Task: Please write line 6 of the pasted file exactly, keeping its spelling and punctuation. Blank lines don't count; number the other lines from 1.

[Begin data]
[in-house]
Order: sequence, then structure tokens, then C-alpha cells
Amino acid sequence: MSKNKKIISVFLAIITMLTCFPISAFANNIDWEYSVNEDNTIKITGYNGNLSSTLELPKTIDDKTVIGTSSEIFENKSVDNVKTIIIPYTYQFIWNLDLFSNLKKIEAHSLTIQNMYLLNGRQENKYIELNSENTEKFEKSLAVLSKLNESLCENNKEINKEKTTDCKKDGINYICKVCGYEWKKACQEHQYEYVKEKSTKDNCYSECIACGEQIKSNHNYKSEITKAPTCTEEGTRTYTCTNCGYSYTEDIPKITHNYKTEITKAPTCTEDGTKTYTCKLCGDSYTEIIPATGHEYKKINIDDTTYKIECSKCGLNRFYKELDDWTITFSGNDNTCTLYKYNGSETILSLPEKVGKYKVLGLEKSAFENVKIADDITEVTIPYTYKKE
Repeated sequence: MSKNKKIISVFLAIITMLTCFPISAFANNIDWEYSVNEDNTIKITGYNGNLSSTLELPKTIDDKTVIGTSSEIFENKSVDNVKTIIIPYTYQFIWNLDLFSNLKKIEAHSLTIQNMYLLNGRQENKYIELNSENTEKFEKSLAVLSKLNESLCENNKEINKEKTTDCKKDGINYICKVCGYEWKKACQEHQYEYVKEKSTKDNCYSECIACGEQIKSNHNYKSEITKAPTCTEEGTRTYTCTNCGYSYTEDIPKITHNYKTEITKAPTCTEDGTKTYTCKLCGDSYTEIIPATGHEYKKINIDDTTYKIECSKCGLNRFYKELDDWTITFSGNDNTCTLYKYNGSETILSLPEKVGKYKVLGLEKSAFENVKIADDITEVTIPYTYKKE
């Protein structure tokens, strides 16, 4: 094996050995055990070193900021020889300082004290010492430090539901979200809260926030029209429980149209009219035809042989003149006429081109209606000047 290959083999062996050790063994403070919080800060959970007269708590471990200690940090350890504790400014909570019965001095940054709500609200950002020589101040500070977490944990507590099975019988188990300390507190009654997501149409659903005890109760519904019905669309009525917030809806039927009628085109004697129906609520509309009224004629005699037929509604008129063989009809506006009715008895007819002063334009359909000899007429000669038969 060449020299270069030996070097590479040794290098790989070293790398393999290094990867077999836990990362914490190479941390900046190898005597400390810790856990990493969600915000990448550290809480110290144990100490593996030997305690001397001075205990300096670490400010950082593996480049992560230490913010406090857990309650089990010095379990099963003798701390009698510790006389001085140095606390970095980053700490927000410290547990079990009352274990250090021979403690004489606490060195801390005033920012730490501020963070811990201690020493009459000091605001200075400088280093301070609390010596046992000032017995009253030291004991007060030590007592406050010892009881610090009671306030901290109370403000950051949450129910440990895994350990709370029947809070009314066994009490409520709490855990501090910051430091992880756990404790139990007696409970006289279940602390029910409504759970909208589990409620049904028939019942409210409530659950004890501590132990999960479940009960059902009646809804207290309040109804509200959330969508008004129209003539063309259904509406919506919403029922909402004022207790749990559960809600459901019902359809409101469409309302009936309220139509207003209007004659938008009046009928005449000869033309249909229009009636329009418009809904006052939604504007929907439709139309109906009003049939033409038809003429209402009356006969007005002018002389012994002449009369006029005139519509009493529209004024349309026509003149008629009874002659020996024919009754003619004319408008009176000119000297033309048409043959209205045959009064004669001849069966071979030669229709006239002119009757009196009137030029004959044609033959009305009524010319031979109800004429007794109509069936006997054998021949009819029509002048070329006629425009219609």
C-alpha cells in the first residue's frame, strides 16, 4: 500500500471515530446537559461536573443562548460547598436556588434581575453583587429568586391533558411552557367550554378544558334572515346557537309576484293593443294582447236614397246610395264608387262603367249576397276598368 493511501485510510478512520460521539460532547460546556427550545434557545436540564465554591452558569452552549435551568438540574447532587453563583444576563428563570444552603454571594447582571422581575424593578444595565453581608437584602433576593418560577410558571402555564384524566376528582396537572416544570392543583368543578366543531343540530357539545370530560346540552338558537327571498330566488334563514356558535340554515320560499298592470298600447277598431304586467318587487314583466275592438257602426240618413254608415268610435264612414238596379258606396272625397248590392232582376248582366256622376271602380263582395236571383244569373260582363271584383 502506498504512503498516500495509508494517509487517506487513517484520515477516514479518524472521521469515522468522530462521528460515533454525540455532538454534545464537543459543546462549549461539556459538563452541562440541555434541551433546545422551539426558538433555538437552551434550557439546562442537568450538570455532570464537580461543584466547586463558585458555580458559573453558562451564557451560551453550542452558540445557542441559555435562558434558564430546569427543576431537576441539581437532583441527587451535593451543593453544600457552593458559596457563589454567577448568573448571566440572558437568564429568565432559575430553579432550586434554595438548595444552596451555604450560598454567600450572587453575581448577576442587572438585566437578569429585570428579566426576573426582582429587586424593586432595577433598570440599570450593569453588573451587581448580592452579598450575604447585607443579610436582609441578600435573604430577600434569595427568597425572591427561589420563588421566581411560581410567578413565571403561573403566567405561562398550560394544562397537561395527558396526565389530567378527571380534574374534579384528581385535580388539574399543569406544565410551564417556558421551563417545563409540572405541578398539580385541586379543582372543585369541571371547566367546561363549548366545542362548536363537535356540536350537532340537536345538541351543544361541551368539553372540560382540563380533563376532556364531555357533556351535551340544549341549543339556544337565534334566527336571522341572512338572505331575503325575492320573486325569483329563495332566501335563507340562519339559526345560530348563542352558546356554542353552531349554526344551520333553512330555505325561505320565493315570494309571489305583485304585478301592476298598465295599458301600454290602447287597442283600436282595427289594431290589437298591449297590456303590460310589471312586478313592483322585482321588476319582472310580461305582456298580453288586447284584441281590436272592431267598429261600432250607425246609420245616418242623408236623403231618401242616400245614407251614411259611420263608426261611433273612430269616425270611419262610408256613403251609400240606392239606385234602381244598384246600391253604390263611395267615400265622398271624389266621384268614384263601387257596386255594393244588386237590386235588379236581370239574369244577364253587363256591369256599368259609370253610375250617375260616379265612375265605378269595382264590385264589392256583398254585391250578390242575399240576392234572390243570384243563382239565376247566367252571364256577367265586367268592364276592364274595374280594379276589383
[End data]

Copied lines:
C-alpha cells in the first residue's frame, strides 16, 4: 500500500471515530446537559461536573443562548460547598436556588434581575453583587429568586391533558411552557367550554378544558334572515346557537309576484293593443294582447236614397246610395264608387262603367249576397276598368 493511501485510510478512520460521539460532547460546556427550545434557545436540564465554591452558569452552549435551568438540574447532587453563583444576563428563570444552603454571594447582571422581575424593578444595565453581608437584602433576593418560577410558571402555564384524566376528582396537572416544570392543583368543578366543531343540530357539545370530560346540552338558537327571498330566488334563514356558535340554515320560499298592470298600447277598431304586467318587487314583466275592438257602426240618413254608415268610435264612414238596379258606396272625397248590392232582376248582366256622376271602380263582395236571383244569373260582363271584383 502506498504512503498516500495509508494517509487517506487513517484520515477516514479518524472521521469515522468522530462521528460515533454525540455532538454534545464537543459543546462549549461539556459538563452541562440541555434541551433546545422551539426558538433555538437552551434550557439546562442537568450538570455532570464537580461543584466547586463558585458555580458559573453558562451564557451560551453550542452558540445557542441559555435562558434558564430546569427543576431537576441539581437532583441527587451535593451543593453544600457552593458559596457563589454567577448568573448571566440572558437568564429568565432559575430553579432550586434554595438548595444552596451555604450560598454567600450572587453575581448577576442587572438585566437578569429585570428579566426576573426582582429587586424593586432595577433598570440599570450593569453588573451587581448580592452579598450575604447585607443579610436582609441578600435573604430577600434569595427568597425572591427561589420563588421566581411560581410567578413565571403561573403566567405561562398550560394544562397537561395527558396526565389530567378527571380534574374534579384528581385535580388539574399543569406544565410551564417556558421551563417545563409540572405541578398539580385541586379543582372543585369541571371547566367546561363549548366545542362548536363537535356540536350537532340537536345538541351543544361541551368539553372540560382540563380533563376532556364531555357533556351535551340544549341549543339556544337565534334566527336571522341572512338572505331575503325575492320573486325569483329563495332566501335563507340562519339559526345560530348563542352558546356554542353552531349554526344551520333553512330555505325561505320565493315570494309571489305583485304585478301592476298598465295599458301600454290602447287597442283600436282595427289594431290589437298591449297590456303590460310589471312586478313592483322585482321588476319582472310580461305582456298580453288586447284584441281590436272592431267598429261600432250607425246609420245616418242623408236623403231618401242616400245614407251614411259611420263608426261611433273612430269616425270611419262610408256613403251609400240606392239606385234602381244598384246600391253604390263611395267615400265622398271624389266621384268614384263601387257596386255594393244588386237590386235588379236581370239574369244577364253587363256591369256599368259609370253610375250617375260616379265612375265605378269595382264590385264589392256583398254585391250578390242575399240576392234572390243570384243563382239565376247566367252571364256577367265586367268592364276592364274595374280594379276589383